Usually, covers albums feature the most popular songs. On Carrie Rodriguez's third album "Love and Circumstance," there are a few cuts that were embraced by the mainstream, plus a few that made a splash generations ago. On it, Rodriguez, 31, offers up a nice, spare version of the Hank Williams classic "I'm So Lonesome I Could Cry" and delivers a sturdy version of Merle Haggard's "I Started Loving You Again."
Yet the fiddle-playing singer and songwriter shines brightest when she takes on the obscure. Her versions of Little Village's "Big Love" and Gillian Welch and David Rawling's "I Made a Lover's Prayer" are sublime takes on criminally under heralded songs.
"I wasn't trying to find the most unheard of songs," Rodriguez says, calling from her Austin, Texas, home. "I just wanted to find songs that moved me. What's great about doing songs like 'Big Love' is that the only people who know of the song were the people that were really into Little Village. I like working with songs like that because you have more liberty with them. It's easier to bend the songs so much until the songs are your own. I can lie to myself and say, 'That's my song.'"
"I had so much fun with the more unknown songs but then again, I may have had the best time recording 'I'm So Lonesome I Could Cry.'"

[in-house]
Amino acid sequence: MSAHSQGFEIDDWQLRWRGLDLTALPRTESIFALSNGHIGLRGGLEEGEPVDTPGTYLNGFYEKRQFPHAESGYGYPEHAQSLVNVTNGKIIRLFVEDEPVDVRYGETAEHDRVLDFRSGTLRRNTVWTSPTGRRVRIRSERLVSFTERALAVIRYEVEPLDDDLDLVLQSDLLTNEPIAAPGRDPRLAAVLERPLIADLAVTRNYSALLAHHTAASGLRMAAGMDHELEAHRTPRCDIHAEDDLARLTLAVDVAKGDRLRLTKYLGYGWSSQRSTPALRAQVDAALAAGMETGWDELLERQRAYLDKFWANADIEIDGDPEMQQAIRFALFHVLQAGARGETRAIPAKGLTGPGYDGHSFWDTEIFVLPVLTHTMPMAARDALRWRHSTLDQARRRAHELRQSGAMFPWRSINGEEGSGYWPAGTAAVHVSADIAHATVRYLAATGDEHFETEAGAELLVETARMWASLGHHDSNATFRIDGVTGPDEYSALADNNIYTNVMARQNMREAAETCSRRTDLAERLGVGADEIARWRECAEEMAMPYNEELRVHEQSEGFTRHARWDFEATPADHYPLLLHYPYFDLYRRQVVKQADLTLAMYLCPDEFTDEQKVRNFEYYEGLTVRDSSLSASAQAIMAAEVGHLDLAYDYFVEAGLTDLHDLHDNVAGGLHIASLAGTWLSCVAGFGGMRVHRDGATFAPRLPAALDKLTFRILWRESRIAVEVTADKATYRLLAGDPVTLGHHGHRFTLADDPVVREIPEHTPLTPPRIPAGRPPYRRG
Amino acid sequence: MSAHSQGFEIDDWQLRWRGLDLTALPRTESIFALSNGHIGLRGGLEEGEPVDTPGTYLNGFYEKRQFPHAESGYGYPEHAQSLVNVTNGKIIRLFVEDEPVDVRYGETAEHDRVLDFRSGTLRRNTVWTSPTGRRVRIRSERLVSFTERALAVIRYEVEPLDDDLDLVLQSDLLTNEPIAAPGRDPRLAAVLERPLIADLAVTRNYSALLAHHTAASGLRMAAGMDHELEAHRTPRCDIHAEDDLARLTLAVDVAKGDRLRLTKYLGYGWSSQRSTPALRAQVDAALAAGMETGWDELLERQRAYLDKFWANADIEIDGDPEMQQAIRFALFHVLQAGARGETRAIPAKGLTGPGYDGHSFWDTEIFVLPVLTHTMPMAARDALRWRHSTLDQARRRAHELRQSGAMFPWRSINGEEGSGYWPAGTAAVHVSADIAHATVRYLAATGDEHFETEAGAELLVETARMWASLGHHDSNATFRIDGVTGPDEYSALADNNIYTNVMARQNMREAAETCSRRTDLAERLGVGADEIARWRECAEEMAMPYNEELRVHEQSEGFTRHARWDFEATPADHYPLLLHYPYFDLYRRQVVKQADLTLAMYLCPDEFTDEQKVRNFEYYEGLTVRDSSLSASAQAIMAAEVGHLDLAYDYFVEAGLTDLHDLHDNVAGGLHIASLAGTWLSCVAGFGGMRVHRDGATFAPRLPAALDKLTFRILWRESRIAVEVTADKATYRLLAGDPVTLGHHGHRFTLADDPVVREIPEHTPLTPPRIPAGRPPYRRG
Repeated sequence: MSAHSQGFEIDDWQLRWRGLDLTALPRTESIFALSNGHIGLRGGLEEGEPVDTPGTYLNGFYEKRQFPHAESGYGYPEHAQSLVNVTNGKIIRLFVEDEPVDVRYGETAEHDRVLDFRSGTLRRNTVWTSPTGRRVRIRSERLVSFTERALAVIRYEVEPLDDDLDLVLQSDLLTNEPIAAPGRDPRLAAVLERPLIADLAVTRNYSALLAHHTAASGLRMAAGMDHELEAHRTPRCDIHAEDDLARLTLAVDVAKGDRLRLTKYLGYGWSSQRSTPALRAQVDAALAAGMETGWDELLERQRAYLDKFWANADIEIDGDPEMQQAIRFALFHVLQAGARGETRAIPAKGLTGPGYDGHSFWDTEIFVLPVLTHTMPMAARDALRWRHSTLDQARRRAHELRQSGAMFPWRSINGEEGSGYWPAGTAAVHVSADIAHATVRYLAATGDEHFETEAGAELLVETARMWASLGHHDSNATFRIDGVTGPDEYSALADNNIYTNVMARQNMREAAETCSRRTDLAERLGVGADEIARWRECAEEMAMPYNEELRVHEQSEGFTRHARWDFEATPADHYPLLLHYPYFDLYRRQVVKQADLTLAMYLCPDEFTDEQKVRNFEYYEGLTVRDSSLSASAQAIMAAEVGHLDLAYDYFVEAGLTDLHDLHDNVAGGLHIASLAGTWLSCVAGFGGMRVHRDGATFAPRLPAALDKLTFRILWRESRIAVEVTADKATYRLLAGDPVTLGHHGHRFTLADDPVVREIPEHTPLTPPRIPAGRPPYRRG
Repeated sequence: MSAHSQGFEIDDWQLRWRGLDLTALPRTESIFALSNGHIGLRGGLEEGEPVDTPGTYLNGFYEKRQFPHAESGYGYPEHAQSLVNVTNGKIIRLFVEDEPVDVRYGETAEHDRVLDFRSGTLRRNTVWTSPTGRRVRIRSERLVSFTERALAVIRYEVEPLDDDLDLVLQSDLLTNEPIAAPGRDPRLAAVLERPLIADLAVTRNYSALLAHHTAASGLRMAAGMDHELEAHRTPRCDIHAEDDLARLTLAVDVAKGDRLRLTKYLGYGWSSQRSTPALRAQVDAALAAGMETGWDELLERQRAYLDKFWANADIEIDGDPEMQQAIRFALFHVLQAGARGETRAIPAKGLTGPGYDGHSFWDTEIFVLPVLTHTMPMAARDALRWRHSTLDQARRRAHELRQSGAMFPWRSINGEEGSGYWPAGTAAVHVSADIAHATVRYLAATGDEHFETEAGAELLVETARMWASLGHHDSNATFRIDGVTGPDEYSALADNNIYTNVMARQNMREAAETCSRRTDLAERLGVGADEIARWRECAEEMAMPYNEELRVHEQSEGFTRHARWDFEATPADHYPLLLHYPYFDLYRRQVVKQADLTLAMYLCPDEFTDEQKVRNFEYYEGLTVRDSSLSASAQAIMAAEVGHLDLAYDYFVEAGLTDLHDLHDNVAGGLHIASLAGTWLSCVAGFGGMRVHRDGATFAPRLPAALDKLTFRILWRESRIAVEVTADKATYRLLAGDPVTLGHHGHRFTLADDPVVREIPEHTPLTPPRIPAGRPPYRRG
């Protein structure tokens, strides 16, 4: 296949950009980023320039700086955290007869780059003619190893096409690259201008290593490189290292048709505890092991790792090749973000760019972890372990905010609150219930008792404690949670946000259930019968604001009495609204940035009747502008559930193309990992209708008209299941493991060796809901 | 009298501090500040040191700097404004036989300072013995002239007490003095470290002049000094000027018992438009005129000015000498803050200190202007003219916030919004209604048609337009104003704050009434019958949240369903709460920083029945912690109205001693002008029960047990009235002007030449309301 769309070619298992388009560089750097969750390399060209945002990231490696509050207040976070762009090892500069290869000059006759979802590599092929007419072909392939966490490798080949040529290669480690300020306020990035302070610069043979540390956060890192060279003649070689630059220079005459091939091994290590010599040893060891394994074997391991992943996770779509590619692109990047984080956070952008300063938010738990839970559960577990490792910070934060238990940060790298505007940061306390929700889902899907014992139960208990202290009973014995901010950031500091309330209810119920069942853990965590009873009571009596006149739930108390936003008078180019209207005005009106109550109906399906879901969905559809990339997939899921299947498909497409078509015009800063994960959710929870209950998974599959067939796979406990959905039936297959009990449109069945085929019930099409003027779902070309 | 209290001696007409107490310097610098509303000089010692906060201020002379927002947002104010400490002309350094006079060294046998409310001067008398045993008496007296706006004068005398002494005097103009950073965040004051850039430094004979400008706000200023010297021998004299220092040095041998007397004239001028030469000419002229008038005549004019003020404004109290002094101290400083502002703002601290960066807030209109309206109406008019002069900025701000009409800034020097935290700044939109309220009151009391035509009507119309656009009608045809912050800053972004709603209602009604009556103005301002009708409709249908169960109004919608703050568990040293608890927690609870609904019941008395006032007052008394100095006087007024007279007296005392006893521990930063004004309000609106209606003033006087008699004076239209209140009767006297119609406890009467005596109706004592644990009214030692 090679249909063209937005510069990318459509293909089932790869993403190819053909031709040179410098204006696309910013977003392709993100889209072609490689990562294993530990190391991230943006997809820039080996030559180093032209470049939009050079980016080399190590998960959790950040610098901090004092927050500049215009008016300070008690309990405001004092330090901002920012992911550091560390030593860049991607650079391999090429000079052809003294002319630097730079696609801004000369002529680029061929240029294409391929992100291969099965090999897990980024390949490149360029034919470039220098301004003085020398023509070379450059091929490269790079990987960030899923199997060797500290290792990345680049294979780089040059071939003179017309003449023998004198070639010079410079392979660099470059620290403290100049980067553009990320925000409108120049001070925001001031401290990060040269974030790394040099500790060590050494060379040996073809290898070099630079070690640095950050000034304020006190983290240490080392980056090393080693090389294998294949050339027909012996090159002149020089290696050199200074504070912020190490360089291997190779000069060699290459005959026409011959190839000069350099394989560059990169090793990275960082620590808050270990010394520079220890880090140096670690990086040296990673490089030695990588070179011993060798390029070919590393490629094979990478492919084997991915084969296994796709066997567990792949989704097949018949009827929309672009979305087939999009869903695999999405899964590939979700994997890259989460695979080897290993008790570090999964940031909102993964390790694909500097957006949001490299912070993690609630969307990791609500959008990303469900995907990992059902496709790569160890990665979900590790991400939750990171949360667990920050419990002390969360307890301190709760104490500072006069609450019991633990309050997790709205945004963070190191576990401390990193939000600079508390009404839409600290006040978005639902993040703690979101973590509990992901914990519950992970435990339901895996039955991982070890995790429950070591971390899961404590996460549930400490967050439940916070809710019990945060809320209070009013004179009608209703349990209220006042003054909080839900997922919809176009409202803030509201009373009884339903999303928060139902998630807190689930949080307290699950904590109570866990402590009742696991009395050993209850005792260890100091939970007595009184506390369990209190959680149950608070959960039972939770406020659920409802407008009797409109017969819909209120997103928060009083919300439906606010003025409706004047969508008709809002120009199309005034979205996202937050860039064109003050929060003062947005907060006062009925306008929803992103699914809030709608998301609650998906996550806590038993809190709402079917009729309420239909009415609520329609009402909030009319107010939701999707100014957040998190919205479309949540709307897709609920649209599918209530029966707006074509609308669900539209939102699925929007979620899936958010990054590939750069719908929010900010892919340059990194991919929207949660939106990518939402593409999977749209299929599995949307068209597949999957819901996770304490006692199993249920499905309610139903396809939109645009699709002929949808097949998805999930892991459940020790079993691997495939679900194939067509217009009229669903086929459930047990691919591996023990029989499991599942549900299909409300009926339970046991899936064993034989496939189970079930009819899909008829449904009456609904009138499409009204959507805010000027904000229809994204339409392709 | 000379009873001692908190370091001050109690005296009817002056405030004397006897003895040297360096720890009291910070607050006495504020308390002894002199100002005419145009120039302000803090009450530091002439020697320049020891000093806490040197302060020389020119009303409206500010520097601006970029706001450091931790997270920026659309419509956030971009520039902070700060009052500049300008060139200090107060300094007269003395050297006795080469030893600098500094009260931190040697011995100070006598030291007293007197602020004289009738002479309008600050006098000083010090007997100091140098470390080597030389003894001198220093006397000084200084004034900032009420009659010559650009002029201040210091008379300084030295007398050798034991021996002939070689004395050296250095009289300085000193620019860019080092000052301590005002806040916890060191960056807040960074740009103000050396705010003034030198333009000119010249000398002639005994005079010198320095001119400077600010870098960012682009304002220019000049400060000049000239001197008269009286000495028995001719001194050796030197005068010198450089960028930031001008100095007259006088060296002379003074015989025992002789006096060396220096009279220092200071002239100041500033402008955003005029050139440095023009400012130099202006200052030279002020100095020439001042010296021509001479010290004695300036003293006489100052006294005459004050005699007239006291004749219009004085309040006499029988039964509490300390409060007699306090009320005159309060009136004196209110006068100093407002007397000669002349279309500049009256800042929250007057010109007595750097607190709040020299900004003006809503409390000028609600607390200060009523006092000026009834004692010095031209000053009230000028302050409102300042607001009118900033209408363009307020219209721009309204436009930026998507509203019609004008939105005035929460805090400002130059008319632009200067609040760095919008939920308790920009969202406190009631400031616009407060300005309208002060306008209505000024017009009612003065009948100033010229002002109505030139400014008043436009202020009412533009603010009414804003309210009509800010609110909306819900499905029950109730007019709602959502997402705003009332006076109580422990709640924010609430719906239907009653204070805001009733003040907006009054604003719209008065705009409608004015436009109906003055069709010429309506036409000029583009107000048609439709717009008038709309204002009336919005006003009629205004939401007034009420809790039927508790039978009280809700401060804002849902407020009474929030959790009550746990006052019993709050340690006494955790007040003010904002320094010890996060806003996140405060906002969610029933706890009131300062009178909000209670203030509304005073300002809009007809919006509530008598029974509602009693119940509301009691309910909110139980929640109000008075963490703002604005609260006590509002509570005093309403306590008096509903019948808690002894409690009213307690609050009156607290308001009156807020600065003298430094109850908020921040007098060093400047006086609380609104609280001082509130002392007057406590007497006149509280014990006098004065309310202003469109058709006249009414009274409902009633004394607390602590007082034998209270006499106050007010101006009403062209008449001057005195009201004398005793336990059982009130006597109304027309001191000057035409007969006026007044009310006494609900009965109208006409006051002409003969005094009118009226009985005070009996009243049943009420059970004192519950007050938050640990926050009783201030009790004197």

Rodriguez flew to London to record that track because she was compelled to record with accomplished jazz guitarist Bill Frisell. Together, they created a surprising, stripped-down version of the classic.
"I was high on no sleep when I arrived in London to record with Bill," Rodriguez says. "I wanted to do something jazzy and I had to have Bill for what I wanted to do. It was so worth the effort to record the song with him."
Rodriguez will offer "I'm So Lonesome I Could Cry" and other cuts Wednesday at UNC Memorial Hall.
"I like doing the solo shows," she says. "It's fun to play these songs by myself. I'll also play some songs with [cellist] Ben Sollee, [who will open the show] but I'll primarily be out there on my own."
Rodriguez will also play songs from her first two albums, 2003's "The Trouble with Humans" and 2006's "Seven Angels on a Bicycle," both discs that failed to receive broad attention. The releases are filled with spirited, diverse originals that touch on country, blues and rock.
The beguiling Rodriguez, who recently moved back to Austin after a decade in Manhattan, will start writing new songs next year.
"I need to write after I'm finished touring," Rodriguez says. "If I write on the road, then I write about being on the road. I feel like that the only people who can relate to what I write on the road are musicians. So I'm going to write the next album when I'm done with the road.
"The great thing about 'Love and Circumstance' is that I feel like it cleared my mind when it comes to the next project. I'm ready to write and move on to the next thing, but I'll always look back fondly at this album. Doing a covers album was a great experience."